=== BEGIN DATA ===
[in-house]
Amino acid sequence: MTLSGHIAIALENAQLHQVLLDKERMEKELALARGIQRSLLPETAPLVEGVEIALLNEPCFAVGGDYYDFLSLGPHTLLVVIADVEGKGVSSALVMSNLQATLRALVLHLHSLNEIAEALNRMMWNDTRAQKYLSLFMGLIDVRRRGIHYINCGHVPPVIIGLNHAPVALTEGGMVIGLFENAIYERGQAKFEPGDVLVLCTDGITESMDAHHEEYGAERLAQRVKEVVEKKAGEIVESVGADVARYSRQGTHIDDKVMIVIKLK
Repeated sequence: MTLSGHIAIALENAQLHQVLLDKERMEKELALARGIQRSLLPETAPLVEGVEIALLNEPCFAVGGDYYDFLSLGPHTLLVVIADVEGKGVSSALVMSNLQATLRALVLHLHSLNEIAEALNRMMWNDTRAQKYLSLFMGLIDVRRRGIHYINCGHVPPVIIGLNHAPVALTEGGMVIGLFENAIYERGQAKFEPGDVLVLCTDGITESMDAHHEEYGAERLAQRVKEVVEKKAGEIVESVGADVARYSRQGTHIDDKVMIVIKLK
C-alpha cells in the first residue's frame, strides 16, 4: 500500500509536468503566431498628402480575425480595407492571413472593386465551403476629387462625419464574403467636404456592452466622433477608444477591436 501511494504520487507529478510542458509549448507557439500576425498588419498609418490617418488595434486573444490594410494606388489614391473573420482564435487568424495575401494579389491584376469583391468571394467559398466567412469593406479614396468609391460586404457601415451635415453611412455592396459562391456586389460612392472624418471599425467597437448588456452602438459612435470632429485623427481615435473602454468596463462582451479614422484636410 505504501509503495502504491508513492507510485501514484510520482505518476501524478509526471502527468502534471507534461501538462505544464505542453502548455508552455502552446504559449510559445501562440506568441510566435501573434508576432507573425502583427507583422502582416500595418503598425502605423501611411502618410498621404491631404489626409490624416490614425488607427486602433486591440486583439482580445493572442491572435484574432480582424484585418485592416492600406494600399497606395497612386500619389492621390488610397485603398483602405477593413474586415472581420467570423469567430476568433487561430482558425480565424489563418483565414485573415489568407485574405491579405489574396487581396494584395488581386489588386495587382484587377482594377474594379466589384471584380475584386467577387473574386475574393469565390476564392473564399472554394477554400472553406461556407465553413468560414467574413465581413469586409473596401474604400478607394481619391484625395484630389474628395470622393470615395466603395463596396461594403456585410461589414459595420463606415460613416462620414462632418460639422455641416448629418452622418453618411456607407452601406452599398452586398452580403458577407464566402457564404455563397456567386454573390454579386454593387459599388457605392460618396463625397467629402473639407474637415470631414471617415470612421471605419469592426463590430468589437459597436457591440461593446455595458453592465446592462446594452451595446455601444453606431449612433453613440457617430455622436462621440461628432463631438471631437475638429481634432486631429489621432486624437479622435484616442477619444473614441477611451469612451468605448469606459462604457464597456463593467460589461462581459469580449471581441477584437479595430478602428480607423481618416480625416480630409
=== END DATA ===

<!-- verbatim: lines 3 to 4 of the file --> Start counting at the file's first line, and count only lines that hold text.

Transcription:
Repeated sequence: MTLSGHIAIALENAQLHQVLLDKERMEKELALARGIQRSLLPETAPLVEGVEIALLNEPCFAVGGDYYDFLSLGPHTLLVVIADVEGKGVSSALVMSNLQATLRALVLHLHSLNEIAEALNRMMWNDTRAQKYLSLFMGLIDVRRRGIHYINCGHVPPVIIGLNHAPVALTEGGMVIGLFENAIYERGQAKFEPGDVLVLCTDGITESMDAHHEEYGAERLAQRVKEVVEKKAGEIVESVGADVARYSRQGTHIDDKVMIVIKLK
C-alpha cells in the first residue's frame, strides 16, 4: 500500500509536468503566431498628402480575425480595407492571413472593386465551403476629387462625419464574403467636404456592452466622433477608444477591436 501511494504520487507529478510542458509549448507557439500576425498588419498609418490617418488595434486573444490594410494606388489614391473573420482564435487568424495575401494579389491584376469583391468571394467559398466567412469593406479614396468609391460586404457601415451635415453611412455592396459562391456586389460612392472624418471599425467597437448588456452602438459612435470632429485623427481615435473602454468596463462582451479614422484636410 505504501509503495502504491508513492507510485501514484510520482505518476501524478509526471502527468502534471507534461501538462505544464505542453502548455508552455502552446504559449510559445501562440506568441510566435501573434508576432507573425502583427507583422502582416500595418503598425502605423501611411502618410498621404491631404489626409490624416490614425488607427486602433486591440486583439482580445493572442491572435484574432480582424484585418485592416492600406494600399497606395497612386500619389492621390488610397485603398483602405477593413474586415472581420467570423469567430476568433487561430482558425480565424489563418483565414485573415489568407485574405491579405489574396487581396494584395488581386489588386495587382484587377482594377474594379466589384471584380475584386467577387473574386475574393469565390476564392473564399472554394477554400472553406461556407465553413468560414467574413465581413469586409473596401474604400478607394481619391484625395484630389474628395470622393470615395466603395463596396461594403456585410461589414459595420463606415460613416462620414462632418460639422455641416448629418452622418453618411456607407452601406452599398452586398452580403458577407464566402457564404455563397456567386454573390454579386454593387459599388457605392460618396463625397467629402473639407474637415470631414471617415470612421471605419469592426463590430468589437459597436457591440461593446455595458453592465446592462446594452451595446455601444453606431449612433453613440457617430455622436462621440461628432463631438471631437475638429481634432486631429489621432486624437479622435484616442477619444473614441477611451469612451468605448469606459462604457464597456463593467460589461462581459469580449471581441477584437479595430478602428480607423481618416480625416480630409